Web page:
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Leukemia: Introduction

What is cancer?

Cancer is when cells in the body change and grow out of control. Your body is made up of tiny building blocks called cells. Normal cells grow when your body needs them, and die when your body does not need them any longer. Cancer is made up of abnormal cells that grow even though your body doesn’t need them. In most types of cancers, the abnormal cells grow to form a lump or mass called a tumor.

Leukemia is different from most other cancers. Leukemia is cancer that starts in the bone marrow. The bone marrow is where new blood cells are made. Leukemia cells are early forms of blood cells. They are usually white blood cells, which normally help fight infections. When your have leukemia, your body makes too many blood cells, and they aren’t normal. Leukemia cells do not usually form tumors, but they can travel with the blood all over the body. That means they can reach almost any organ. So leukemia can be present in many different ways, depending on which organs are involved.

Anatomy of  a bone, showing blood cells
Click Image to Enlarge

What are normal blood cells?

Blood is made up of liquid, called plasma, and 3 kinds of cells. Each kind of cell has a special task:

  1. White blood cells help the body fight infection and disease.

  2. Red blood cells carry oxygen from the lungs to the body's tissues and carry carbon dioxide from the tissues to the lungs.

  3. Platelets help form blood clots and control bleeding.

Blood cells are made in the soft center of the bones called the bone marrow. In adults, active bone marrow is found in the hip bones, ribs, spine, and skull. Normal cells in the bone marrow develop from very immature cells into mature cells ready to leave the bone marrow. Early, less mature forms of new blood cells are called blasts.

As cells mature in the bone marrow, they become smaller and more compact, and are better able to perform their special jobs. Some new blood cells remain in the bone marrow to grow, while others move to other parts of the body to grow. Blood cells are produced at a higher rate when the body needs them, such as when a person has an infection or anemia. This process helps the body stay healthy.

What are leukemia cells?

When a person has leukemia, the body makes too many blood cells of one type. These abnormal cells, usually white blood cells, look different from normal blood cells. They don't work as they should. They also interfere with the making of other blood cells, usually red blood cells and platelets.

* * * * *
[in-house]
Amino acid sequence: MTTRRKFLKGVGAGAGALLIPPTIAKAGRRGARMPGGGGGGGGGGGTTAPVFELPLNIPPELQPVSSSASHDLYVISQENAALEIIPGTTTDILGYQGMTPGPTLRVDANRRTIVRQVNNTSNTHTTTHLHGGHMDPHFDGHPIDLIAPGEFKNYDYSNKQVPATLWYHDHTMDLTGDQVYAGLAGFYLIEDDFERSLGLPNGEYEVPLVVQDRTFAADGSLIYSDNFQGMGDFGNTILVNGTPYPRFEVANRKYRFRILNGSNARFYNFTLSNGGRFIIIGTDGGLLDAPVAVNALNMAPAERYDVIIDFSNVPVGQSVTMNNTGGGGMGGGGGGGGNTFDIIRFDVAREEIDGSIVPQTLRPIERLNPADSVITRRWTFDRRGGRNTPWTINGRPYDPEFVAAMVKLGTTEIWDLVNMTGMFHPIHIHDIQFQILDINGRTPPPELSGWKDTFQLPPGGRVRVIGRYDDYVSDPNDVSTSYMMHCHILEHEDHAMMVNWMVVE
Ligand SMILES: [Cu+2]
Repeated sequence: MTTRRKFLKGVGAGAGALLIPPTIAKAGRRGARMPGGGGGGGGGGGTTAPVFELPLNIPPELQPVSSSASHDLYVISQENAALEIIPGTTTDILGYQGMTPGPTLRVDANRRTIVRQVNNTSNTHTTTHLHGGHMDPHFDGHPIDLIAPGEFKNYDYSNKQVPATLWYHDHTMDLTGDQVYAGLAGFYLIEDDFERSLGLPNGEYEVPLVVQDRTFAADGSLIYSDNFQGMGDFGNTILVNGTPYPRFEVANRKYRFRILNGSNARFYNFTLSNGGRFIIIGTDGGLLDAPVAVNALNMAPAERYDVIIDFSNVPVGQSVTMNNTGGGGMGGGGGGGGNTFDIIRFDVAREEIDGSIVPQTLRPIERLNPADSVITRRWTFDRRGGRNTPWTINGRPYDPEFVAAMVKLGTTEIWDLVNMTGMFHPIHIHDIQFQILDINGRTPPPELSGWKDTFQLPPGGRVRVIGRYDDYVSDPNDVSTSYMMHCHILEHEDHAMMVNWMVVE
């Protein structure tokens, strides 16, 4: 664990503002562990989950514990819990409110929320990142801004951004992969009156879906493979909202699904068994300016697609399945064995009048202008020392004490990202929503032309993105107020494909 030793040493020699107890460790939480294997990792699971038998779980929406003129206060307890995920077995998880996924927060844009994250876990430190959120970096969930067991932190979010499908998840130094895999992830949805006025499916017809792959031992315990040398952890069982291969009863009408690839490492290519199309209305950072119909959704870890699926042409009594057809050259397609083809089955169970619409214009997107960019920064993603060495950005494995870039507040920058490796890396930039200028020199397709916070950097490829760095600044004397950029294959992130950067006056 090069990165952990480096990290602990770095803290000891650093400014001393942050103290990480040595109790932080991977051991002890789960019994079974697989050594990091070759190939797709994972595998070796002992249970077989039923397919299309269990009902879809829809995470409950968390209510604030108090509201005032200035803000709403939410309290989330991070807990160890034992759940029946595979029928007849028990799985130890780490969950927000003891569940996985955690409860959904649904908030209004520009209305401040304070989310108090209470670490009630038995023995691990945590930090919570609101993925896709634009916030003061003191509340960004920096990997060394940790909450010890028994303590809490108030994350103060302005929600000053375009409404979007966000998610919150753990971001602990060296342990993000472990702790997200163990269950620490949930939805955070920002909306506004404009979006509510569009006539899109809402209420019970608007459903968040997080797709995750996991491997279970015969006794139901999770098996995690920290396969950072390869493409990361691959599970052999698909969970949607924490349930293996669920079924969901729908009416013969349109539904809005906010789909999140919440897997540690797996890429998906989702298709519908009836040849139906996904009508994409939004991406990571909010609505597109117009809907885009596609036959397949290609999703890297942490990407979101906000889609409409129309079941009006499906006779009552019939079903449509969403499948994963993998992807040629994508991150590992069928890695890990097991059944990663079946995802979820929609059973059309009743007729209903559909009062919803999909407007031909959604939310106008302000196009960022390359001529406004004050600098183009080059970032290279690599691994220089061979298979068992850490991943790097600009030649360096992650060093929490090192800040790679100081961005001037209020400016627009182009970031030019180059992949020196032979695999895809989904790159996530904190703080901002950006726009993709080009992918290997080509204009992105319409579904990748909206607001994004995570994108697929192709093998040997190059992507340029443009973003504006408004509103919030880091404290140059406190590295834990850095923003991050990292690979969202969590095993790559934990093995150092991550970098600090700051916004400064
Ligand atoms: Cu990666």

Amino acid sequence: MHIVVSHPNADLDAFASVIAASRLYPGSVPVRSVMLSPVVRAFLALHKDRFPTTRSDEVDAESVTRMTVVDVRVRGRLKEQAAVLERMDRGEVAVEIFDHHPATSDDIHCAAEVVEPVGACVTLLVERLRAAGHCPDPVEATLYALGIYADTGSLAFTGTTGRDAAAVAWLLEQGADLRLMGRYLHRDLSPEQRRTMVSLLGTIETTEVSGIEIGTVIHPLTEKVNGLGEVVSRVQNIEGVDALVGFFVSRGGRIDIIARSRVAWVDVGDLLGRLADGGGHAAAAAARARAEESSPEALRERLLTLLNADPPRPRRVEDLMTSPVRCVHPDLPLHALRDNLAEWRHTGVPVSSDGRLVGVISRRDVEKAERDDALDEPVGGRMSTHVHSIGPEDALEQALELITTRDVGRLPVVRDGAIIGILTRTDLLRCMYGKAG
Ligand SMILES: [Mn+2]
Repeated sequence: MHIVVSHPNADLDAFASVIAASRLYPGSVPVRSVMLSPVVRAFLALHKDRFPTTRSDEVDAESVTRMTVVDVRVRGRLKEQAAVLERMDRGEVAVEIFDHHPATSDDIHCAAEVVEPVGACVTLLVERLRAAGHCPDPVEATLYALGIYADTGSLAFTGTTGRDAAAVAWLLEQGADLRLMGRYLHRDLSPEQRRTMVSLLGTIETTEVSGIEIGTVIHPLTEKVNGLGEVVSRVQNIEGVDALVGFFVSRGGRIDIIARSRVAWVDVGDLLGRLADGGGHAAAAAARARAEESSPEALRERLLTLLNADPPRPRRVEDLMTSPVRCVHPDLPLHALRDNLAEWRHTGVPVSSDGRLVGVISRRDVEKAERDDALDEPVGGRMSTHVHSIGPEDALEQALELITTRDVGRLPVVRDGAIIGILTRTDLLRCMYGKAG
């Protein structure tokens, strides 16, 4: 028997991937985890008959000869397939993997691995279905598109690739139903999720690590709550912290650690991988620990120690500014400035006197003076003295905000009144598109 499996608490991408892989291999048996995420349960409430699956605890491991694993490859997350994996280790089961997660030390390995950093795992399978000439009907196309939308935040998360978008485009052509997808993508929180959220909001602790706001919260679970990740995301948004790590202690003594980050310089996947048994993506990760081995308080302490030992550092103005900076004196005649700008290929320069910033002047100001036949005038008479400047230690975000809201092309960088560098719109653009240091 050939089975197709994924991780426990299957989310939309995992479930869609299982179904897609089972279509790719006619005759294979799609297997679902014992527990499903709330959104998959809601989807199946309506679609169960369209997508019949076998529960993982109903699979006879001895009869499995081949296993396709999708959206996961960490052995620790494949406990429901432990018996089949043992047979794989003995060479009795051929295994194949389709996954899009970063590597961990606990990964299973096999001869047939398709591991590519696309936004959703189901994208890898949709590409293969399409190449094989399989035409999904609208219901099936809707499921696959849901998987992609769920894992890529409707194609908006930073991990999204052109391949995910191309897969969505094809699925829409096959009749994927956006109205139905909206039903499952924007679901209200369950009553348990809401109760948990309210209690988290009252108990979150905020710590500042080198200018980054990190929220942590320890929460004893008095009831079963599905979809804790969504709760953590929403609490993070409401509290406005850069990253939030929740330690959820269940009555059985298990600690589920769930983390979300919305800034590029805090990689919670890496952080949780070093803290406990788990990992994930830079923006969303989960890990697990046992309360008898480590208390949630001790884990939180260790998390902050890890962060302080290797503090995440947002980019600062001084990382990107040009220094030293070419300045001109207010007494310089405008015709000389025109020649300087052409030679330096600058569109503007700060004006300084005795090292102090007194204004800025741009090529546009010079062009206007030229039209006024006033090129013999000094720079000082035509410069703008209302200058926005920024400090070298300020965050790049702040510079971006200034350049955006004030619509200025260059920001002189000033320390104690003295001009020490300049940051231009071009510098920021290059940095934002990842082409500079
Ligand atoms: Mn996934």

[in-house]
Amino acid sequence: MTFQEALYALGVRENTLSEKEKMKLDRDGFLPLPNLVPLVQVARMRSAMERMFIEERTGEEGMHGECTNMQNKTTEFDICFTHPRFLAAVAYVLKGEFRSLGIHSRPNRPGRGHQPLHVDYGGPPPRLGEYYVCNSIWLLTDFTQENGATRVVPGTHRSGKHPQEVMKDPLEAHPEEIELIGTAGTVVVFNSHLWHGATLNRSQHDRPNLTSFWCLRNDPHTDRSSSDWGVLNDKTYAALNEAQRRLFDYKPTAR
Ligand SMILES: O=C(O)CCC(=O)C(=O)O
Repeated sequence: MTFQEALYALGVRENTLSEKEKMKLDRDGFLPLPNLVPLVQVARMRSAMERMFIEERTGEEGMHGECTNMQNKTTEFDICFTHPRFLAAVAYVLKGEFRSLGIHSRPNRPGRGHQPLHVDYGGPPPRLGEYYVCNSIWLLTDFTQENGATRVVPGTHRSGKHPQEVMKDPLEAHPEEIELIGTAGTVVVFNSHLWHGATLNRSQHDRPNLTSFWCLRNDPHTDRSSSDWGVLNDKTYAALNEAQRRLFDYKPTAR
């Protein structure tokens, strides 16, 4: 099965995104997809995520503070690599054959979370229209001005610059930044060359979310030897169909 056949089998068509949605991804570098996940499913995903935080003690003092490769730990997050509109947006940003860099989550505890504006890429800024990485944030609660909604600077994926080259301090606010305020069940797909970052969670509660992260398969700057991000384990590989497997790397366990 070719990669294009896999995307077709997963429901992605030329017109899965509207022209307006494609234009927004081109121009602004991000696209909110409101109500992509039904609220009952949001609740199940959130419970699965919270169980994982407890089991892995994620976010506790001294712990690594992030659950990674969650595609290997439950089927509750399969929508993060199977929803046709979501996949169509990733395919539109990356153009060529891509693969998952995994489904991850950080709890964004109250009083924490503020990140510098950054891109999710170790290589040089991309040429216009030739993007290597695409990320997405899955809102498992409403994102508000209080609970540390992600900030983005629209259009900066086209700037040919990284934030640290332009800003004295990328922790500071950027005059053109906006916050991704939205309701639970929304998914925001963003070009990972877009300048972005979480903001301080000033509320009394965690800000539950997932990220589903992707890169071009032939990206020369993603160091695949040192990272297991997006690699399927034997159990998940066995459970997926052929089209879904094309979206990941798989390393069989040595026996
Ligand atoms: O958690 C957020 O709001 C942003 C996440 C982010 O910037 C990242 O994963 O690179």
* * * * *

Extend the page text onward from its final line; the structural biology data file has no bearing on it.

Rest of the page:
#TomorrowsDiscoveries: DNA Rearrangements That Cause Childhood Cancer - Dr. Stephen

#TomorrowsDiscoveries: To battle invaders, our immune system deploys antibodies, made by shuffling bits of DNA. But if the DNA and developing immune cells are misshuffled, they can cause childhood cancer.

Types of leukemia

Two types of abnormal white blood cells can turn into leukemia: lymphoid cells and myeloid cells. When leukemia involves the lymphoid cells, it is called lymphocytic or lymphoblastic leukemia. When it is found in the myeloid cells, it is called myelogenous or myeloid leukemia.

Leukemia is grouped in two ways:

  1. Acute or chronic, depending on how fast the cells grow

  2. Lymphocytic or myeloid, depending on the type of white blood cell that has turned into leukemia

In acute leukemia, the abnormal blood cells are usually young cells (immature blasts) that do not work as they should properly. These cells grow quickly. Acute leukemia quickly gets worse unless it is treated right away.

In chronic leukemia, young blood cells are present, but mature, functional cells are also made. In chronic leukemia, blasts grow slowly. It takes longer for the disease to get worse.

These categories result in 4 combinations, which make up the main types of leukemia:

  • Acute lymphoblastic leukemia (ALL). ALL is the most common type of leukemia in children. But about one-third of cases of ALL occur in adults.

  • Acute myeloid leukemia (AML). AML is one of the most common types of acute leukemia in adults. AML can also occur in children. In children, it makes up about 1 in 4 leukemias.

  • Chronic lymphocytic leukemia (CLL). CLL is also among the most common types of leukemia in adults. It is mostly seen in older adults. It is sometimes seen in younger adults, but almost never in children.

  • Chronic myelogenous leukemia (CML). CML is a slightly less common type of leukemia that is seen mostly in adults. Very few children develop this type of leukemia. 

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